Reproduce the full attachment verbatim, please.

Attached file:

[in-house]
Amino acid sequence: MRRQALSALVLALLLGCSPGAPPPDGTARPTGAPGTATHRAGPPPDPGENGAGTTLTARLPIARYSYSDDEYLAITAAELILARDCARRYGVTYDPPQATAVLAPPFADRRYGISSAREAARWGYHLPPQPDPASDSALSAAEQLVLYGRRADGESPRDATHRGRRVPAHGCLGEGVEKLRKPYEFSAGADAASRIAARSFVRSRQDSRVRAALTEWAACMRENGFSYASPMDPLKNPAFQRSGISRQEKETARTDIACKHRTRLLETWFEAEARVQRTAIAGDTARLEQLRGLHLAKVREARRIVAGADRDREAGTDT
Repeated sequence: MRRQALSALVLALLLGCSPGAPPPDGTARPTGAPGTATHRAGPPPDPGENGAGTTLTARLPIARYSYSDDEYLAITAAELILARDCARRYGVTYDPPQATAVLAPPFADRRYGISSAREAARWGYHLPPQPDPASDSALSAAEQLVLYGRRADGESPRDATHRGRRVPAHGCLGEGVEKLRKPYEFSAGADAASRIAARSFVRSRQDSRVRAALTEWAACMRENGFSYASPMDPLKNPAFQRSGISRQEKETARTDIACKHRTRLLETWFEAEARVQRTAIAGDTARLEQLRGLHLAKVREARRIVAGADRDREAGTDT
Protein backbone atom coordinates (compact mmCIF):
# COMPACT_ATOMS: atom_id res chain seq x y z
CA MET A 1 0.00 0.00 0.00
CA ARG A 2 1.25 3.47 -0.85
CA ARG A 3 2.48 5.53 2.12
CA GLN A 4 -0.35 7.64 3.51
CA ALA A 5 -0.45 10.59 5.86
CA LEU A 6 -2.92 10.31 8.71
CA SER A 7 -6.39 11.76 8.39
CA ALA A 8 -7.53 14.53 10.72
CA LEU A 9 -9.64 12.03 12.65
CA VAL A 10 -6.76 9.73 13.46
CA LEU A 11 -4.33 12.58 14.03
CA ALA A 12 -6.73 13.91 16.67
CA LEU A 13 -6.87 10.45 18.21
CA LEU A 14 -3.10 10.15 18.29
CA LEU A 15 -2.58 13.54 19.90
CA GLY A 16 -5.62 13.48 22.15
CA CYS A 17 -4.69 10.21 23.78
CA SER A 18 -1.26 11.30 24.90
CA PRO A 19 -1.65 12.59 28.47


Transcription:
[in-house]
Amino acid sequence: MRRQALSALVLALLLGCSPGAPPPDGTARPTGAPGTATHRAGPPPDPGENGAGTTLTARLPIARYSYSDDEYLAITAAELILARDCARRYGVTYDPPQATAVLAPPFADRRYGISSAREAARWGYHLPPQPDPASDSALSAAEQLVLYGRRADGESPRDATHRGRRVPAHGCLGEGVEKLRKPYEFSAGADAASRIAARSFVRSRQDSRVRAALTEWAACMRENGFSYASPMDPLKNPAFQRSGISRQEKETARTDIACKHRTRLLETWFEAEARVQRTAIAGDTARLEQLRGLHLAKVREARRIVAGADRDREAGTDT
Repeated sequence: MRRQALSALVLALLLGCSPGAPPPDGTARPTGAPGTATHRAGPPPDPGENGAGTTLTARLPIARYSYSDDEYLAITAAELILARDCARRYGVTYDPPQATAVLAPPFADRRYGISSAREAARWGYHLPPQPDPASDSALSAAEQLVLYGRRADGESPRDATHRGRRVPAHGCLGEGVEKLRKPYEFSAGADAASRIAARSFVRSRQDSRVRAALTEWAACMRENGFSYASPMDPLKNPAFQRSGISRQEKETARTDIACKHRTRLLETWFEAEARVQRTAIAGDTARLEQLRGLHLAKVREARRIVAGADRDREAGTDT
Protein backbone atom coordinates (compact mmCIF):
# COMPACT_ATOMS: atom_id res chain seq x y z
CA MET A 1 0.00 0.00 0.00
CA ARG A 2 1.25 3.47 -0.85
CA ARG A 3 2.48 5.53 2.12
CA GLN A 4 -0.35 7.64 3.51
CA ALA A 5 -0.45 10.59 5.86
CA LEU A 6 -2.92 10.31 8.71
CA SER A 7 -6.39 11.76 8.39
CA ALA A 8 -7.53 14.53 10.72
CA LEU A 9 -9.64 12.03 12.65
CA VAL A 10 -6.76 9.73 13.46
CA LEU A 11 -4.33 12.58 14.03
CA ALA A 12 -6.73 13.91 16.67
CA LEU A 13 -6.87 10.45 18.21
CA LEU A 14 -3.10 10.15 18.29
CA LEU A 15 -2.58 13.54 19.90
CA GLY A 16 -5.62 13.48 22.15
CA CYS A 17 -4.69 10.21 23.78
CA SER A 18 -1.26 11.30 24.90
CA PRO A 19 -1.65 12.59 28.47